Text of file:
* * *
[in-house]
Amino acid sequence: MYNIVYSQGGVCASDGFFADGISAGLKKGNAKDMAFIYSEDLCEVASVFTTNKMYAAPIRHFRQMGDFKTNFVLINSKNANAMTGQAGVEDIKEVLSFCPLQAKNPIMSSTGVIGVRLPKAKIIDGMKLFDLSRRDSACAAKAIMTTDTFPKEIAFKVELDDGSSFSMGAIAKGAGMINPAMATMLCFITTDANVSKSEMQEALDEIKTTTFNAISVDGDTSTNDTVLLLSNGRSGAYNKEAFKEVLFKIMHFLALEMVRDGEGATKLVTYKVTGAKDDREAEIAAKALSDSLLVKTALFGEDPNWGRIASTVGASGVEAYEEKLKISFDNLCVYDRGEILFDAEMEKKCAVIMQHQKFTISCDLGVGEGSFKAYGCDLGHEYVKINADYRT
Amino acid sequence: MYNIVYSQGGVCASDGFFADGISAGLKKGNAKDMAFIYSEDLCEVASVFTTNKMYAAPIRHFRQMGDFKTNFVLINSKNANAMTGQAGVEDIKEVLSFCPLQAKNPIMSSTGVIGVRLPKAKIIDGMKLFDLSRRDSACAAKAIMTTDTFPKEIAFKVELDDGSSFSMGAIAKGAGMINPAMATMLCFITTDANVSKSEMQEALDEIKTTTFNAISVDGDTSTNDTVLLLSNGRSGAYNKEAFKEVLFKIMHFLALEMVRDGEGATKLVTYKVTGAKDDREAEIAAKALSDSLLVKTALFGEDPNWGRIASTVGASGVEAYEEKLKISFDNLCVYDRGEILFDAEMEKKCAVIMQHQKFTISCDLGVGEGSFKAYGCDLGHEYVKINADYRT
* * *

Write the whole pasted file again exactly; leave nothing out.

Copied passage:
[in-house]
Amino acid sequence: MYNIVYSQGGVCASDGFFADGISAGLKKGNAKDMAFIYSEDLCEVASVFTTNKMYAAPIRHFRQMGDFKTNFVLINSKNANAMTGQAGVEDIKEVLSFCPLQAKNPIMSSTGVIGVRLPKAKIIDGMKLFDLSRRDSACAAKAIMTTDTFPKEIAFKVELDDGSSFSMGAIAKGAGMINPAMATMLCFITTDANVSKSEMQEALDEIKTTTFNAISVDGDTSTNDTVLLLSNGRSGAYNKEAFKEVLFKIMHFLALEMVRDGEGATKLVTYKVTGAKDDREAEIAAKALSDSLLVKTALFGEDPNWGRIASTVGASGVEAYEEKLKISFDNLCVYDRGEILFDAEMEKKCAVIMQHQKFTISCDLGVGEGSFKAYGCDLGHEYVKINADYRT
Amino acid sequence: MYNIVYSQGGVCASDGFFADGISAGLKKGNAKDMAFIYSEDLCEVASVFTTNKMYAAPIRHFRQMGDFKTNFVLINSKNANAMTGQAGVEDIKEVLSFCPLQAKNPIMSSTGVIGVRLPKAKIIDGMKLFDLSRRDSACAAKAIMTTDTFPKEIAFKVELDDGSSFSMGAIAKGAGMINPAMATMLCFITTDANVSKSEMQEALDEIKTTTFNAISVDGDTSTNDTVLLLSNGRSGAYNKEAFKEVLFKIMHFLALEMVRDGEGATKLVTYKVTGAKDDREAEIAAKALSDSLLVKTALFGEDPNWGRIASTVGASGVEAYEEKLKISFDNLCVYDRGEILFDAEMEKKCAVIMQHQKFTISCDLGVGEGSFKAYGCDLGHEYVKINADYRT